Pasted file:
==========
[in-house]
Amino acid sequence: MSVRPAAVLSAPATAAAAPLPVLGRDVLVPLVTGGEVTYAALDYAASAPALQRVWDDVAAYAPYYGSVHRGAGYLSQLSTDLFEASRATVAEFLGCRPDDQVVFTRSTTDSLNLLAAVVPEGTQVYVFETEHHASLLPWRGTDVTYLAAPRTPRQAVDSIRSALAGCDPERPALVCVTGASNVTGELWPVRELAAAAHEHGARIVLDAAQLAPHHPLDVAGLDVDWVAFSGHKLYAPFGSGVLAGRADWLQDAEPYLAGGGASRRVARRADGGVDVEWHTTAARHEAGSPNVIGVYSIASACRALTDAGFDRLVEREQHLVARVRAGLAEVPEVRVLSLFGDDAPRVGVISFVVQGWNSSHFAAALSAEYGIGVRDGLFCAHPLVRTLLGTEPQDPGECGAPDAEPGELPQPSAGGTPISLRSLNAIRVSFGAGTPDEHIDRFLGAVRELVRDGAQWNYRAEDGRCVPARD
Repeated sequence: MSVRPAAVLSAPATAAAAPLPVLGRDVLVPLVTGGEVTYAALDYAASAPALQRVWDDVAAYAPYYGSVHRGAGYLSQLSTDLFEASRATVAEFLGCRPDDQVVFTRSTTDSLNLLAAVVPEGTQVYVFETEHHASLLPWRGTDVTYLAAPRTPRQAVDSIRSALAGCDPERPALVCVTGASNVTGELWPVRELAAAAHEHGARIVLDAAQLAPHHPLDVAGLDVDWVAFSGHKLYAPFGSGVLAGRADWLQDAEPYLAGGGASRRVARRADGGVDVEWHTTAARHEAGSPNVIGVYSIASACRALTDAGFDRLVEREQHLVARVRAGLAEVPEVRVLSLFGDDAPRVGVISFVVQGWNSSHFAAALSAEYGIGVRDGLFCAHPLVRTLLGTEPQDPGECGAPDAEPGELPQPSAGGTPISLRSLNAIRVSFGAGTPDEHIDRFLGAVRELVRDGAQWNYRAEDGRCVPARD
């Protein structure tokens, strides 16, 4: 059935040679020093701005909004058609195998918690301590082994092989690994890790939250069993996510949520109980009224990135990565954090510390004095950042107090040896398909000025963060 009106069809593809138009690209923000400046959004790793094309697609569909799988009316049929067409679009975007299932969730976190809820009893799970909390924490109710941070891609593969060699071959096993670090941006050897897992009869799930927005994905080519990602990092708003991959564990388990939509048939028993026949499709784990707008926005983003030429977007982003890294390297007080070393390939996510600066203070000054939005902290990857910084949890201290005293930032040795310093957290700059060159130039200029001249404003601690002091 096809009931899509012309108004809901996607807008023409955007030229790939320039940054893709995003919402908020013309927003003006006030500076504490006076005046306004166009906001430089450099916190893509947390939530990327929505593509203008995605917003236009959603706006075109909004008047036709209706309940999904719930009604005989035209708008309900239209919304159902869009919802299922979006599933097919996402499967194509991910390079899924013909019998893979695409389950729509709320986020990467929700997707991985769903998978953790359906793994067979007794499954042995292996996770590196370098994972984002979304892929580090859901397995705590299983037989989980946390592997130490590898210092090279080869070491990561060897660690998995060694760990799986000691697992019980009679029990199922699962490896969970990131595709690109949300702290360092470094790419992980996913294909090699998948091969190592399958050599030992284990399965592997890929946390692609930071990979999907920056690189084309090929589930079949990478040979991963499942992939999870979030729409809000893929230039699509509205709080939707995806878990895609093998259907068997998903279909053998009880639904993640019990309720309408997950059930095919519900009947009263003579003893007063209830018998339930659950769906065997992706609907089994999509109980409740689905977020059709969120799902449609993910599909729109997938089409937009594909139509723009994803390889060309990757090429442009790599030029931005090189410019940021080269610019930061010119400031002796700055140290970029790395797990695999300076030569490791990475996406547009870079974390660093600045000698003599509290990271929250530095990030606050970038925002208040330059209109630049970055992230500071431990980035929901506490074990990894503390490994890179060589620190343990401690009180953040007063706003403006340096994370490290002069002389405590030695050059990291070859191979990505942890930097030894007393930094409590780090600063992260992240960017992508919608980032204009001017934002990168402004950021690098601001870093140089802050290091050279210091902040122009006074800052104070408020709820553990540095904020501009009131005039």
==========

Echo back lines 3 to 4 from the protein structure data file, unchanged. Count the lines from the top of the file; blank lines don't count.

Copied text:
Repeated sequence: MSVRPAAVLSAPATAAAAPLPVLGRDVLVPLVTGGEVTYAALDYAASAPALQRVWDDVAAYAPYYGSVHRGAGYLSQLSTDLFEASRATVAEFLGCRPDDQVVFTRSTTDSLNLLAAVVPEGTQVYVFETEHHASLLPWRGTDVTYLAAPRTPRQAVDSIRSALAGCDPERPALVCVTGASNVTGELWPVRELAAAAHEHGARIVLDAAQLAPHHPLDVAGLDVDWVAFSGHKLYAPFGSGVLAGRADWLQDAEPYLAGGGASRRVARRADGGVDVEWHTTAARHEAGSPNVIGVYSIASACRALTDAGFDRLVEREQHLVARVRAGLAEVPEVRVLSLFGDDAPRVGVISFVVQGWNSSHFAAALSAEYGIGVRDGLFCAHPLVRTLLGTEPQDPGECGAPDAEPGELPQPSAGGTPISLRSLNAIRVSFGAGTPDEHIDRFLGAVRELVRDGAQWNYRAEDGRCVPARD
């Protein structure tokens, strides 16, 4: 059935040679020093701005909004058609195998918690301590082994092989690994890790939250069993996510949520109980009224990135990565954090510390004095950042107090040896398909000025963060 009106069809593809138009690209923000400046959004790793094309697609569909799988009316049929067409679009975007299932969730976190809820009893799970909390924490109710941070891609593969060699071959096993670090941006050897897992009869799930927005994905080519990602990092708003991959564990388990939509048939028993026949499709784990707008926005983003030429977007982003890294390297007080070393390939996510600066203070000054939005902290990857910084949890201290005293930032040795310093957290700059060159130039200029001249404003601690002091 096809009931899509012309108004809901996607807008023409955007030229790939320039940054893709995003919402908020013309927003003006006030500076504490006076005046306004166009906001430089450099916190893509947390939530990327929505593509203008995605917003236009959603706006075109909004008047036709209706309940999904719930009604005989035209708008309900239209919304159902869009919802299922979006599933097919996402499967194509991910390079899924013909019998893979695409389950729509709320986020990467929700997707991985769903998978953790359906793994067979007794499954042995292996996770590196370098994972984002979304892929580090859901397995705590299983037989989980946390592997130490590898210092090279080869070491990561060897660690998995060694760990799986000691697992019980009679029990199922699962490896969970990131595709690109949300702290360092470094790419992980996913294909090699998948091969190592399958050599030992284990399965592997890929946390692609930071990979999907920056690189084309090929589930079949990478040979991963499942992939999870979030729409809000893929230039699509509205709080939707995806878990895609093998259907068997998903279909053998009880639904993640019990309720309408997950059930095919519900009947009263003579003893007063209830018998339930659950769906065997992706609907089994999509109980409740689905977020059709969120799902449609993910599909729109997938089409937009594909139509723009994803390889060309990757090429442009790599030029931005090189410019940021080269610019930061010119400031002796700055140290970029790395797990695999300076030569490791990475996406547009870079974390660093600045000698003599509290990271929250530095990030606050970038925002208040330059209109630049970055992230500071431990980035929901506490074990990894503390490994890179060589620190343990401690009180953040007063706003403006340096994370490290002069002389405590030695050059990291070859191979990505942890930097030894007393930094409590780090600063992260992240960017992508919608980032204009001017934002990168402004950021690098601001870093140089802050290091050279210091902040122009006074800052104070408020709820553990540095904020501009009131005039």